The Blue Hills Reservation Parkways are a network of historic parkways in and around the Blue Hills Reservation, a Massachusetts state park south of Boston, Massachusetts. It consists of six roadways (in seven distinct segments) that provide circulation within the park, and that join the park to two connecting parkways, the Blue Hills Parkway and the Furnace Brook Parkway. The roadway network was designed by Charles Eliot in the 1890s, except for Green Street, which was added to the network in the 1940s. The parkways were added to the National Register of Historic Places in 2003.
The first segment of Blue Hill River Road begins at a four-way junction with Washington Street (Massachusetts Route 138) and Royall Street (its western continuation) in Canton. It is about 1/2 mile in length, becoming Hillside Street at the Milton line. Its north side is dense forest with stone outcrops, and rising elevation into the hills. On the south side are a concrete sidewalk and a stone wall. The section of road provides access to Brookwood Farm, like the reservation administered by the Massachusetts Department of Conservation and Recreation (DCR).
Hillside Street is the major east-west roadway through the western portion of the park, and is where most of its administrative functions are located. It winds for 1.65 miles (2.66 km) through the heart of the park, passing the park police headquarters among other facilities. Its first major junction is with the second segment of Blue Hill River Road, which exits to the south, just west of Houghton's Pond. After passing the headquarters area, it has junctions with Unquity Road and Chickatawbut Roads before crossing Pine Tree Brook near the reservation's northern border. The parkway ends there, but the roadway continues as a Milton municipal roadway, traveling roughly northeast in a straight line until it meets Randoph Avenue (Massachusetts Route 28).
This segment of road consists of two sections, which are roughly at right angles to each other but were historically a single roadway. From its northern junction with Hillside Street, Blue Hill River Road runs south, bordering the reservation to the east and private lands on the west. It soon reaches a three-way junction, where Ponkapoag Trail continues south to an interchange with Interstate 93, and Blue Hill River Road continues east, into the reservation. It ends at a small circular turnaround at the southeastern corner of Houghton's Pond. A nearby parking area provides access to a picnic area and recreational fields. The total length of this segment is 0.87 miles (1.40 km).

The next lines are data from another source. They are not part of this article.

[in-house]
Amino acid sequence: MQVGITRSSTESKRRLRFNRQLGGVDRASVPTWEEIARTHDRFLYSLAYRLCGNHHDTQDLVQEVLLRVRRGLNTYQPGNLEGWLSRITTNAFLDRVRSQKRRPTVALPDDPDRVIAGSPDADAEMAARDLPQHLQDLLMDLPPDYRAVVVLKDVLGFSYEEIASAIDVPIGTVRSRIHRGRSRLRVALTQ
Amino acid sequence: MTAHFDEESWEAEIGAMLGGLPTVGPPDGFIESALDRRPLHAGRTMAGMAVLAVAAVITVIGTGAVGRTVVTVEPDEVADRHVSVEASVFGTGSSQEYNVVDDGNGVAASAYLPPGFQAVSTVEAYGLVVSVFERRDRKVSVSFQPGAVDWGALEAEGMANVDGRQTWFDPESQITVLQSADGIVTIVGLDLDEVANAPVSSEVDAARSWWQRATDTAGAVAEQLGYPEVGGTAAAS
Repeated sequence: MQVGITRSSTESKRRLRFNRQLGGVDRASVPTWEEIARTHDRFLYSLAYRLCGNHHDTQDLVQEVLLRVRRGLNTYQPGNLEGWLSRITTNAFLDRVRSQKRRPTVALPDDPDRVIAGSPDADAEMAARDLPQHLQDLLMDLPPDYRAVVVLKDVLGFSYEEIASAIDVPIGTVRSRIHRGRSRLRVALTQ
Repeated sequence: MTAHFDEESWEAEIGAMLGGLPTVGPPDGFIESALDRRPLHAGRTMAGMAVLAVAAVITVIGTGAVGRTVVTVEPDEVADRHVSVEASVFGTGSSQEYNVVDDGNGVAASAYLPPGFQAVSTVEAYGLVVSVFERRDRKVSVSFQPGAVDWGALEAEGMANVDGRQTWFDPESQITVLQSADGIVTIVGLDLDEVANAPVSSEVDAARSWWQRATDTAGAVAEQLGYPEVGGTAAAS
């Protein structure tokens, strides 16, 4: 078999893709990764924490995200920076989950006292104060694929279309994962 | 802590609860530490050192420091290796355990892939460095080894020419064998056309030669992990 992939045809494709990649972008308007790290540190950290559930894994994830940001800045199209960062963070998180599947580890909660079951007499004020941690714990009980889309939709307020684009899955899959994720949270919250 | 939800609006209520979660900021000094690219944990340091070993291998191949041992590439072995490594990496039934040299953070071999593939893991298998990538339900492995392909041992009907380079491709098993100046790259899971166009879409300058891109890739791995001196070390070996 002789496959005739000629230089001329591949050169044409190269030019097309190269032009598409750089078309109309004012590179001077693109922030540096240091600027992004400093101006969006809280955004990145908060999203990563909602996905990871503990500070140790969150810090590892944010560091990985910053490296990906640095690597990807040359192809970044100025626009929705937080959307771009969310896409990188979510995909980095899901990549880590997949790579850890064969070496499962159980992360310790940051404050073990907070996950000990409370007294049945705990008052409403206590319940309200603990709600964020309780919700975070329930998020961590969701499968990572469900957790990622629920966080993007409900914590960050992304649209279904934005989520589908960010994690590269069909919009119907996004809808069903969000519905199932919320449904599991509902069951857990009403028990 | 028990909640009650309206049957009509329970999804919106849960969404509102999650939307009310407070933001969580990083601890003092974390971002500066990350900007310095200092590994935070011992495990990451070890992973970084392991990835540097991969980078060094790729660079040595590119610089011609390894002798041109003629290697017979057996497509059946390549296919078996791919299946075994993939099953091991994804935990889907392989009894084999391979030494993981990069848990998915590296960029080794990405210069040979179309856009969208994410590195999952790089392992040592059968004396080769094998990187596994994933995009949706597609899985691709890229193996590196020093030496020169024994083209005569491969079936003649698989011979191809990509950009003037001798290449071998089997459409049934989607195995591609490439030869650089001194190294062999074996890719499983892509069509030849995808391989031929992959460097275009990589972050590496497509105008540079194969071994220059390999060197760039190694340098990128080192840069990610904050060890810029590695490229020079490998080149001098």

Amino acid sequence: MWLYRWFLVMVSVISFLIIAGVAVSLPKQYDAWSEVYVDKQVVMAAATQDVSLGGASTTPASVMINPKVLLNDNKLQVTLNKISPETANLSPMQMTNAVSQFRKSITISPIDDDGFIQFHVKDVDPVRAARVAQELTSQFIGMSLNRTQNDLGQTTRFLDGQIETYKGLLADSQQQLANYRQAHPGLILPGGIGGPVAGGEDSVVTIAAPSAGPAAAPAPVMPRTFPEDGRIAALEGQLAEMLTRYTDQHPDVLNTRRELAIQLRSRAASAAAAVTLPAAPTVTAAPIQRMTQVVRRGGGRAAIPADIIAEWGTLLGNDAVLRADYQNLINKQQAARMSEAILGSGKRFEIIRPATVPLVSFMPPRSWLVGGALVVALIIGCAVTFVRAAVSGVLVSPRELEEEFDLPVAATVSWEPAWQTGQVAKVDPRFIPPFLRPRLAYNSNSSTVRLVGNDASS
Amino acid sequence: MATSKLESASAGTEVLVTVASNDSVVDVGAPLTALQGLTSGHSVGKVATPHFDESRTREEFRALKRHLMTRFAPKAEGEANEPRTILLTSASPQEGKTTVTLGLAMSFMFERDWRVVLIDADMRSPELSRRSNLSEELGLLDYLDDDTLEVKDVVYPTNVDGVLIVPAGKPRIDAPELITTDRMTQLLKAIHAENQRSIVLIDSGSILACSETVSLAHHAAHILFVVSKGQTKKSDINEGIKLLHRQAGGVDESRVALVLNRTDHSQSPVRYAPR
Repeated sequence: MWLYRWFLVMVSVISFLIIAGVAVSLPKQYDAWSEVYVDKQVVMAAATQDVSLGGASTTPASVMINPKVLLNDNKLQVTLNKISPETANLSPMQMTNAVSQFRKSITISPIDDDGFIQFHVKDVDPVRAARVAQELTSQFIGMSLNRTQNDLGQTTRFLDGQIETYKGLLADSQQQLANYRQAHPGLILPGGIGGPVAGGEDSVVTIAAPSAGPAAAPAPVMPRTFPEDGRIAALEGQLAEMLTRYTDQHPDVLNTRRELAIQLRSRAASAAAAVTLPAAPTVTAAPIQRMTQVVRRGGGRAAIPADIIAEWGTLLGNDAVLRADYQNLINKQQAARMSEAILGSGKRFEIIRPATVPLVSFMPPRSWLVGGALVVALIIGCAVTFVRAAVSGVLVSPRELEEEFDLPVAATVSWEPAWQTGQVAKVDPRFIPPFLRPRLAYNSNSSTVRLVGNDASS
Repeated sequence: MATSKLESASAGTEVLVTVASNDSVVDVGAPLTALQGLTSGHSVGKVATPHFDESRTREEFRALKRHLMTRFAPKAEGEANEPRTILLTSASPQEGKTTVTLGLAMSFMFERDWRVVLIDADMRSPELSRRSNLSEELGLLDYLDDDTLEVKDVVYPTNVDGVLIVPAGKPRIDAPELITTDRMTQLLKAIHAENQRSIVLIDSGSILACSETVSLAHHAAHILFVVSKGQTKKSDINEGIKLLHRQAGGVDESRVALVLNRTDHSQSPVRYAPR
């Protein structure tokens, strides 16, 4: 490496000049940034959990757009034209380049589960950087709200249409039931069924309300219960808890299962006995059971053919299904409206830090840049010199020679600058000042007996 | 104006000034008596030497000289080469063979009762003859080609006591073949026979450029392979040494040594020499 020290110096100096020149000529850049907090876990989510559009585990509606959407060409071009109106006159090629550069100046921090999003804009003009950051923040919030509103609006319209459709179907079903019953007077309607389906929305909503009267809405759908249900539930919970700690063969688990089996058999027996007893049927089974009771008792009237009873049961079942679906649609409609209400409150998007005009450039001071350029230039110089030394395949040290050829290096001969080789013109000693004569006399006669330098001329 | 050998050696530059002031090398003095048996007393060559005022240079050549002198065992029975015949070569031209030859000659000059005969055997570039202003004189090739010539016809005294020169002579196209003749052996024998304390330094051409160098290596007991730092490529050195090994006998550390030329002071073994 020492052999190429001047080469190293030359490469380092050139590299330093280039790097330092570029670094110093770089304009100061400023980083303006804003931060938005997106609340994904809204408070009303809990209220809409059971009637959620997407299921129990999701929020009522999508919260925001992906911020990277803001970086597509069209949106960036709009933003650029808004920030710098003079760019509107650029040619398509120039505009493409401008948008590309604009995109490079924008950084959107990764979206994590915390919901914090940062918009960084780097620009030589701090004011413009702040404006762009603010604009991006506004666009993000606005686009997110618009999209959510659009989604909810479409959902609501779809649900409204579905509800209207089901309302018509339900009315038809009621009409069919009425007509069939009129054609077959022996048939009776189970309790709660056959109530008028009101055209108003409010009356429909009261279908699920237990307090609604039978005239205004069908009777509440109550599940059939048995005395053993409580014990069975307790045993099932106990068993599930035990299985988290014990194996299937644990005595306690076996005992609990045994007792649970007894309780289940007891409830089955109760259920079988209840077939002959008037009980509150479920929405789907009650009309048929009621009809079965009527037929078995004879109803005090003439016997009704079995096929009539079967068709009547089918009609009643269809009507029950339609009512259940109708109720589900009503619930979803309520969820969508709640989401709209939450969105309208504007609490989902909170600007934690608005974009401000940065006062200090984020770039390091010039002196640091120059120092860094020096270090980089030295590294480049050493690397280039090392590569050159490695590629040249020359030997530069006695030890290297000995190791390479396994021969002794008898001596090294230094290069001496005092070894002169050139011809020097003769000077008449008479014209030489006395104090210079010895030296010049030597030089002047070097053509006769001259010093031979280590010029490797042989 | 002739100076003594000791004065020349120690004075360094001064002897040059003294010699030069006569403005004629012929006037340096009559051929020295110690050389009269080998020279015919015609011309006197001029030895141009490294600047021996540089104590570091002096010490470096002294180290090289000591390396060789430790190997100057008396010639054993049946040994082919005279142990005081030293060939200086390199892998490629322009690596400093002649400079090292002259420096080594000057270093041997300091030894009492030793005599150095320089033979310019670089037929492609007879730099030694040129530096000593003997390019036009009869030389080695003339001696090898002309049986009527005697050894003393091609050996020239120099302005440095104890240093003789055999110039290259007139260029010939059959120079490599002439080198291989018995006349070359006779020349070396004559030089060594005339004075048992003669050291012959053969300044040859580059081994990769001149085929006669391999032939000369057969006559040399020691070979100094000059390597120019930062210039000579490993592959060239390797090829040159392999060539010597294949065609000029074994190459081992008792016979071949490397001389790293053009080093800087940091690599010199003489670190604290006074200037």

Chickatawbut Road is the longest road in the reservation, running for nearly 3.75 miles (6.04 km) through Milton, Quincy, and Braintree. It winds through the hills, generally providing only views of dense woods, from its western terminus at Unquity Road and Hillside Street to its eastern end at Granite Street (Massachusetts Route 37) in Braintree. It provides access, however, to the Chickatawbut Observation Tower, which affords some of the best views in the reservation.
Green Street is a road discontinuous from the others, on the western side of the reservation in Milton and Canton. It runs from Royall Street in Canton northeast to a junction with Washington Street in Milton, skirting the western most edge of the reservation. This section of the reservation was acquired in the 1940s; the road was originally a municipal street.
Unquity Road extends north from its junction with Hillside Street and Chickatawbut Road in the north-central section of the park, running in a curvilinear manner very roughly parallel to Pine Tree Brook, for 2.28 miles (3.67 km) until it ends at a fourway junction with Canton Street (east-west) and the Blue Hills Parkway (north). It was originally planned as a southern continuation of the Blue Hills Parkway.
Wampatuck Road runs for about 1 mile (1.6 km) through the far easternmost portion of the park in Quincy. Its western terminus is with Chickawbut Road at a point where the latter turns more southeast, and its eastern terminus is with the Furnace Brook Parkway at a large rotary that spans (and provides ramps on and off from) Interstate 93. The road provides access to the Granite Railway, another DCR property.